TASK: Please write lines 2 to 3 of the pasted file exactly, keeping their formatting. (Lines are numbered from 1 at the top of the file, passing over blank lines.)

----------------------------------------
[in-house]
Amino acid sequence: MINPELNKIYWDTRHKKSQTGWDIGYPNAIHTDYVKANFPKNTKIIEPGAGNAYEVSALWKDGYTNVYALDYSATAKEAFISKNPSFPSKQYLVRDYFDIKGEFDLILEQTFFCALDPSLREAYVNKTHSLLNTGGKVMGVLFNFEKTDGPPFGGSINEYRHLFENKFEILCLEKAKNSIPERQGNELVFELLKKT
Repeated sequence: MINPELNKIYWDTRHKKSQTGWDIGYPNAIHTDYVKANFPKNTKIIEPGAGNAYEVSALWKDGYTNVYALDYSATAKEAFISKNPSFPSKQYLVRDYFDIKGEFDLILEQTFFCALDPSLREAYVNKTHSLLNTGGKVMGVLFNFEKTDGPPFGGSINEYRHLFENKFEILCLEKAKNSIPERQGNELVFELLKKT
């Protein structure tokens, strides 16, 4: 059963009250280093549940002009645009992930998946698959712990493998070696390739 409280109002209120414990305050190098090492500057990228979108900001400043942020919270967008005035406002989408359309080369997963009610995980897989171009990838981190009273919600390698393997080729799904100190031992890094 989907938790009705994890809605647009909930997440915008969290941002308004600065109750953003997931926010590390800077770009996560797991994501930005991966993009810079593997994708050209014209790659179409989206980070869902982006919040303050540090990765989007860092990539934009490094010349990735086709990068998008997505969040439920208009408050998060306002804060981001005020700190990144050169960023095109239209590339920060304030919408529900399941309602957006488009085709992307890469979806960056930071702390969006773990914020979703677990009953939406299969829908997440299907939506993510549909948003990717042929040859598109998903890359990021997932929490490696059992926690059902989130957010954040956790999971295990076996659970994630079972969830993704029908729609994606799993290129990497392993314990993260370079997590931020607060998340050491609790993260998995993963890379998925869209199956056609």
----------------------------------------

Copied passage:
Amino acid sequence: MINPELNKIYWDTRHKKSQTGWDIGYPNAIHTDYVKANFPKNTKIIEPGAGNAYEVSALWKDGYTNVYALDYSATAKEAFISKNPSFPSKQYLVRDYFDIKGEFDLILEQTFFCALDPSLREAYVNKTHSLLNTGGKVMGVLFNFEKTDGPPFGGSINEYRHLFENKFEILCLEKAKNSIPERQGNELVFELLKKT
Repeated sequence: MINPELNKIYWDTRHKKSQTGWDIGYPNAIHTDYVKANFPKNTKIIEPGAGNAYEVSALWKDGYTNVYALDYSATAKEAFISKNPSFPSKQYLVRDYFDIKGEFDLILEQTFFCALDPSLREAYVNKTHSLLNTGGKVMGVLFNFEKTDGPPFGGSINEYRHLFENKFEILCLEKAKNSIPERQGNELVFELLKKT